Creating an Edible Garden on a Deck

Jul 17, 2018

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The Edible Deck Garden

Even though it’s already July, it’s not too late to plant an edible garden on your deck. If you don’t like in a detached home, you still have space to grow some delicious foods in your townhouse deck or condo balcony. It all depends on conditions – hours of sunlight, soil, and water and depth of containers.

You can plant either from seeds or seedlings, and depending on the veg you can be harvesting all the way into October. You can get a head start if you plant what’s already started from the nursery and these you should be able to harvest through the rest of the summer.

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The variety of edibles is endless: Beets and turnips provide greens (steamed with lemon and oil) and roots that store well into winter. Carrots, too, can be planted now for a September harvest. Radishes, though, are a favourite summer veg, a spicy addition to any salad, and they grow quickly, between 30 and 50 days.

Cabbage, broccoli, cauliflower and kale seeds can be sown directly into soil now for harvest in September and October.

Lettuce, arugula and spinach can be planted through July, grows quickly and can be cut over and over – just snip off the outer leaves for a continuous summer harvest.

Summer squash is usually ready to harvest after about 45 days, when it’s 5-7 inches long. As they grow, pinch the tips off so they branch out, and keep them watered but not soaked.

If you’re starting now with tomatoes, invest in larger plants, and keep the side and tops pinched to encourage fruit. Feed once a week, and water each morning during hot spells.

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Try succession planting: as soon as one crop is over, clean it out from the bed or container, nourish the soil with half an inch layer of compost, and plant fresh seeds or seedlings. If you’re using seeds, plan ahead and order before you need to plant. When planting, choose a cloudy day, or at least plant late in the day when the sun isn’t as strong. If it’s very hot, provide shade for the little crops – row cover or shade cloth on top of hoops will protect them. Water consistently, and mulch with straw or shredded leaves to retain moisture.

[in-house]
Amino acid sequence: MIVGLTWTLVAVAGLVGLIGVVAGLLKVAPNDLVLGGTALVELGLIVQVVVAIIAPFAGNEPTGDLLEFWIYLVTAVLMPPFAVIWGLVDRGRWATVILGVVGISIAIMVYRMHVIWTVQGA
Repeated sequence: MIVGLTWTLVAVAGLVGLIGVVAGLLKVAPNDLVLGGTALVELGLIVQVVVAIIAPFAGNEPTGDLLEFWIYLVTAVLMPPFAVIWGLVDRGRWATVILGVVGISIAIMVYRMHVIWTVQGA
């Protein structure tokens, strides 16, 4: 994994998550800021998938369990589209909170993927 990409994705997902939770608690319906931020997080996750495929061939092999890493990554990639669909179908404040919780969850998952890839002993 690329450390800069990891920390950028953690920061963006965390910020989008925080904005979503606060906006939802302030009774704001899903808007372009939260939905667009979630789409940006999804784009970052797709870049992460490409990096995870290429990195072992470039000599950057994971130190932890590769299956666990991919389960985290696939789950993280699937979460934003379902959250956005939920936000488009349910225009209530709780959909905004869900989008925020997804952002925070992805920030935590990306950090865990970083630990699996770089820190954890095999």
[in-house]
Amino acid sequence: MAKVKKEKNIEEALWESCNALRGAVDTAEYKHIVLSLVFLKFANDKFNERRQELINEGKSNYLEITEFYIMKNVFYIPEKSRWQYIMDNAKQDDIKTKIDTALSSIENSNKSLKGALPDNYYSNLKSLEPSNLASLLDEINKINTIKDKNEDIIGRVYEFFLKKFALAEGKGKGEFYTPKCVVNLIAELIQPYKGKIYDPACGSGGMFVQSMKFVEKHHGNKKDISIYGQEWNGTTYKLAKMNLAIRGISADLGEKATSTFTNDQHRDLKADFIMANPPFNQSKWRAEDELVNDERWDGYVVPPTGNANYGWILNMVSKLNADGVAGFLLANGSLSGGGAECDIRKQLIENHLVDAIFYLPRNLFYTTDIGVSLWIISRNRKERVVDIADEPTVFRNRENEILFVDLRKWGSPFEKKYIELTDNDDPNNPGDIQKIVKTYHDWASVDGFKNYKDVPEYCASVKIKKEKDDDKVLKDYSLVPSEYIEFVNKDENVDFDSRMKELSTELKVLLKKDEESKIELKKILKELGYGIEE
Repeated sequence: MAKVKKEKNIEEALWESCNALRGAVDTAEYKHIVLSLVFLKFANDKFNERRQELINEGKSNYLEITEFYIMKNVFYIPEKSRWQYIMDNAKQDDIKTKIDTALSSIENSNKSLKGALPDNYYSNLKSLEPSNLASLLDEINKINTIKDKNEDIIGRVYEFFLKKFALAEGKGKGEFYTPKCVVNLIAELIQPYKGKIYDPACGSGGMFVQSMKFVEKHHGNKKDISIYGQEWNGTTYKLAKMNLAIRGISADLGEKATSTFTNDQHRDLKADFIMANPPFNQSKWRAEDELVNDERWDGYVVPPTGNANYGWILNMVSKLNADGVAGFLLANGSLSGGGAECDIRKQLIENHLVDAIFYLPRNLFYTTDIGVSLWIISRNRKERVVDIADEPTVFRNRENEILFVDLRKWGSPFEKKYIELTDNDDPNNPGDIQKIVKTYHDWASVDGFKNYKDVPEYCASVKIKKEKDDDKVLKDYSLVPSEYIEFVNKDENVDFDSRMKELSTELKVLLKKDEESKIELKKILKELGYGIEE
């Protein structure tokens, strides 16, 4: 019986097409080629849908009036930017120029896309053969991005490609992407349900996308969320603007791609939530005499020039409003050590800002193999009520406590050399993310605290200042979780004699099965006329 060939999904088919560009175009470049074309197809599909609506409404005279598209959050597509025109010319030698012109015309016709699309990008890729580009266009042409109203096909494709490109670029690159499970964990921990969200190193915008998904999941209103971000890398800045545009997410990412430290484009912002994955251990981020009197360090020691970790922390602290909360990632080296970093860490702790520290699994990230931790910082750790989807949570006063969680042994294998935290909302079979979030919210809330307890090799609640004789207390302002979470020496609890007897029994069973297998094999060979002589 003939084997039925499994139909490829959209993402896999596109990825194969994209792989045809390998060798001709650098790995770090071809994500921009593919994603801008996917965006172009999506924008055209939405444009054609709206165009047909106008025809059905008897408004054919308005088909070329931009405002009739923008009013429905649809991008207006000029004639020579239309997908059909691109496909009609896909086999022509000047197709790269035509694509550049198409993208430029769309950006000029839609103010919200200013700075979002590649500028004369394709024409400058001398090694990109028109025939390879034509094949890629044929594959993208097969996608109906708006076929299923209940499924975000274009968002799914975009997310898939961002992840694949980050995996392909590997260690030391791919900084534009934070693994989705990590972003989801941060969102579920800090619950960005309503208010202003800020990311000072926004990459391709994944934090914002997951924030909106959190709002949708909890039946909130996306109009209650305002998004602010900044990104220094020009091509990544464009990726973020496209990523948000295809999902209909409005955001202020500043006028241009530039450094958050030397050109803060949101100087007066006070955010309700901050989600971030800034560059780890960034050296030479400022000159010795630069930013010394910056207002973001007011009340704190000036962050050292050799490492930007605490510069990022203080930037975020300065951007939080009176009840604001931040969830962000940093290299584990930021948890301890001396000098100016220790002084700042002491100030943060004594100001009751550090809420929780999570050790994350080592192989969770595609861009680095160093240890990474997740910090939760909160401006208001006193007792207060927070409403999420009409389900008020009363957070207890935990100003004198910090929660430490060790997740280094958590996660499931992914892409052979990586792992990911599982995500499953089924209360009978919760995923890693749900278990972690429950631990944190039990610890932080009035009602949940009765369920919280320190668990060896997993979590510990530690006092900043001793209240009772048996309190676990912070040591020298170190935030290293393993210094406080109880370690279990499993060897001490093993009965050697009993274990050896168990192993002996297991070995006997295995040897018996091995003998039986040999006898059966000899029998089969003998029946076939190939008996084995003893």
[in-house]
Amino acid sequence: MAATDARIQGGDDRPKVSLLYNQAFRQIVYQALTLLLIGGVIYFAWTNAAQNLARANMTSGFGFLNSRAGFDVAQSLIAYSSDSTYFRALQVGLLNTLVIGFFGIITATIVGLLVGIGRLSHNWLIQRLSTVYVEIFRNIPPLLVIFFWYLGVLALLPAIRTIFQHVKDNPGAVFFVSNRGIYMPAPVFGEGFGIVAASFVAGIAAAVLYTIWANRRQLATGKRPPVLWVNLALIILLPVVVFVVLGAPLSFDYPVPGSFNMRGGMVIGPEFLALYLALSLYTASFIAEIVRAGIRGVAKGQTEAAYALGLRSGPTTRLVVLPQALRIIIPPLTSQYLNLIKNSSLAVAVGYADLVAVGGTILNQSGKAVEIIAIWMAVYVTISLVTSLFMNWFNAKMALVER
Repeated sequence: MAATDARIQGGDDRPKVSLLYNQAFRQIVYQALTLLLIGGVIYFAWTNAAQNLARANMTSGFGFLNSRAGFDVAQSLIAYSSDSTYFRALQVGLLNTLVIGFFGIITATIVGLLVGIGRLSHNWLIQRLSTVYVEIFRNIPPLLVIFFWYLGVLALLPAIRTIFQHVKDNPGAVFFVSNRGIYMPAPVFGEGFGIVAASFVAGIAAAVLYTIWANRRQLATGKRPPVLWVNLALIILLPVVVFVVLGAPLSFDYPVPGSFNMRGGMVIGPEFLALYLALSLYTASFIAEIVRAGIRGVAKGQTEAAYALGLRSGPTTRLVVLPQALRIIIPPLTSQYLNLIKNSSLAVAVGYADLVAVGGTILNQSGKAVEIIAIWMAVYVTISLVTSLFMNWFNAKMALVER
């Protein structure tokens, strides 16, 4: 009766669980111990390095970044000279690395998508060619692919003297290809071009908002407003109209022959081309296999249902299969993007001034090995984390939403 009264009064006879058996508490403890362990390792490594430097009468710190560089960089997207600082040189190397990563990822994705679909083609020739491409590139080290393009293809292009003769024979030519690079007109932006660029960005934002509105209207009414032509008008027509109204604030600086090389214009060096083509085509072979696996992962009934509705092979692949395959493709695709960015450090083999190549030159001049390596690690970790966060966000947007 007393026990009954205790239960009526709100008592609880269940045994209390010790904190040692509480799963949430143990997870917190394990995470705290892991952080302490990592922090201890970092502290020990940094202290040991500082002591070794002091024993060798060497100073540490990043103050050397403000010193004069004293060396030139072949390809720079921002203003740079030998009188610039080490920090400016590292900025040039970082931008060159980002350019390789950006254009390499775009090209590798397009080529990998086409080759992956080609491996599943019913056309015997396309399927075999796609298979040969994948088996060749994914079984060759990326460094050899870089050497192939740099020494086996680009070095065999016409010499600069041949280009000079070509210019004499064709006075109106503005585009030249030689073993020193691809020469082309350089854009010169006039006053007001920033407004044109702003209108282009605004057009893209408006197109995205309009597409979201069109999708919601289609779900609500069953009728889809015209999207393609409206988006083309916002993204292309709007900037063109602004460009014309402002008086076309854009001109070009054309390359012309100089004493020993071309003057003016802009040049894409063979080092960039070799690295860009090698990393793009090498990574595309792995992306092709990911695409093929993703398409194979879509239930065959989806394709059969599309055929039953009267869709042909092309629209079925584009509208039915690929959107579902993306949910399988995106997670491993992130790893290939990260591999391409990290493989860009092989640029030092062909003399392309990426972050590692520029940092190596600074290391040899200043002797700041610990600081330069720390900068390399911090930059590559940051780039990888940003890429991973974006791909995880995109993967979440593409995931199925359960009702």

How to grow: many edibles do really well in containers, especially because you can move them around for optimum sun and shade. Choose a container large enough to hold the full-grown plant – salad greens and herbs don’t need a lot of space but tomatoes and peppers do.

Use good quality potting soil not garden soil which is too dense and won’t allow proper water drainage of aeration. You need to nourish the soil with a slow-release fertilizer, or give the pots a weekly dose of organic food, but make sure to follow the instructions because each food is different. You also need to water more often.

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When it comes to planting, you can either mass one type of green or a mix of them – lettuces and mesclun only need a pot about six inches deep, and other greens like chicory, spinach and radicchio only need about 8-inches deep. Peppers need a container at least 8-inches and preferably 12 inches, and about 18-nches in diameter – they won’t grow as big as in the garden, but they’re just as good tasting.

As for tomatoes, match tomato size to container size, and preferably a little larger. Small cherry tomatoes need a pot – or hanging basket – a foot deep and wider – and the bigger plants can use the largest container possible. You will likely need to stake the largest tomato plants.

Summer squash needs a larger pot, at least 18 inches in diameter for each plant. Get the bush variety – as opposed to one that vines unless you intend to use a trellis.

Growing your own food is a very rewarding experience that every Canadian should try! Dunpar’s townhomes offer decks and plenty of natural light to grow edible gardens.

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